Critic Reviews London Premiere of Avebury Stone Circles
Just before spring break music department chair and Professor Dr. John Fisher set off to London to go with South African soprano Suré Eloff as they premiered the song cycle “Avebury Stone Circles” by Gregory Rose.
The pair put on two separate performances; premiere night was Thursday March 13th, on the stage of Church of St. Mary-le-bow, Cheapside, London. The encore performance was held Saturday March 15th, at the site that inspired the Avebury song cycles, St. James Church, Avebury, Wiltshire.
There were two separate song cycles for each concert, preceding London-based composer Gregory Rose’s “Avebury Stone Circles” was the song cycle by Samuel Barber titled “Hermit Songs.”
The Headlining Composer Mr. Rose is internationally recognized as a composer and conductor specializing in music of the 20th and 21st Centuries. The song Cycle written by Rose wich inspired Neolithic henge monument that surrounds part of Avebury village in Wiltshire, Southwest England.
It was Rose who wrote both the music and the words for his 28-minute song cycle that had its world premiere at Wesleyan’s Martin Hall last October of 2013. Not only did Eloff sing the songs, but she was also the one responsible for commissioning Rose to write “Avebury Stone Circles.” Fisher played piano in the London premiere, same as the world premiere at Wesleyan last year.
Opening night of the London performance Robert Matthew-Walker reviewed the performance, who at first drew on a comparison between Rose’s talent and the talent of Benjamin Britten.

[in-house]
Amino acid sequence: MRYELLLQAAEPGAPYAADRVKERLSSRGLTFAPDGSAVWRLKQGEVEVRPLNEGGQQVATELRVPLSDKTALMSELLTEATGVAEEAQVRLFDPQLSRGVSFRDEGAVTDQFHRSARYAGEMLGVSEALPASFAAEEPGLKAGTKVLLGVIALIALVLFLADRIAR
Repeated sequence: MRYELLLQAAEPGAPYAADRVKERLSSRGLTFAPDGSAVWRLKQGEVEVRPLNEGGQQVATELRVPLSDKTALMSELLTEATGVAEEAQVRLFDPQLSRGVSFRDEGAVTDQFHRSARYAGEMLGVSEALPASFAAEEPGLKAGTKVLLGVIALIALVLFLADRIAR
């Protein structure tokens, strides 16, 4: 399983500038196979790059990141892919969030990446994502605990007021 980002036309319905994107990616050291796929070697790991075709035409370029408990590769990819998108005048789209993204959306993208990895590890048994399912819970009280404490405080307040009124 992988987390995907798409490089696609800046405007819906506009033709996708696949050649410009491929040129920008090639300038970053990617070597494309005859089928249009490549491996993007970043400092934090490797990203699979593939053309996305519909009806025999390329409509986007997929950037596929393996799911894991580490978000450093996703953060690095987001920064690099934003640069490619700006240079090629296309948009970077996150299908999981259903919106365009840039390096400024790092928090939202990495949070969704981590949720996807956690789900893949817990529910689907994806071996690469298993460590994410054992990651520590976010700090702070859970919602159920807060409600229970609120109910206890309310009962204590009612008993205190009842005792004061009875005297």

“It must be exceptionally difficult for any composer today,” Matthew-Walker wrote in (citation needed for critique), “let alone an English one, to contemplate a song-cycle – in which Britten was pre-eminent… Nonetheless, in his latest such work, Gregory Rose has been able to create a large and important work wherein the influence of Britten is small, at best, this lunchtime performance being given by the very gifted soprano who commissioned it.”
Matthew-Walker continued to critique Rose’s composition with a first point out how “awkward” some of the lyrics were.
“One also felt the lack of variety in underlying motion,” Matthew-Walker said.
The critic did have some compliments to give although they were mainly directed towards the commissioner of the cycle.
“…despite my occasional quibbles, made a strong impression – the more so in this magnificent performance. Suré Eloff is a fine soprano, and her tone was sublime. She gave an account which left a lasting impression.”
Walker ended the review complementing the cycle he seemed to enjoy more – Barber’s “Hermit Songs.”
“The recital therefore opened with these superb settings by a greatly significant American composer, who would have been delighted with the account Eloff and her outstanding partner John Fisher gave,” Matthew-Walker said in the critique.
While certain aspects of Rose’s song cycles did not particularly impress one critic who holds this genre to the standard of an apparent genius, Matthew-Walker had nothing but compliments for Wesleyan’s Fisher and soprano Eloff.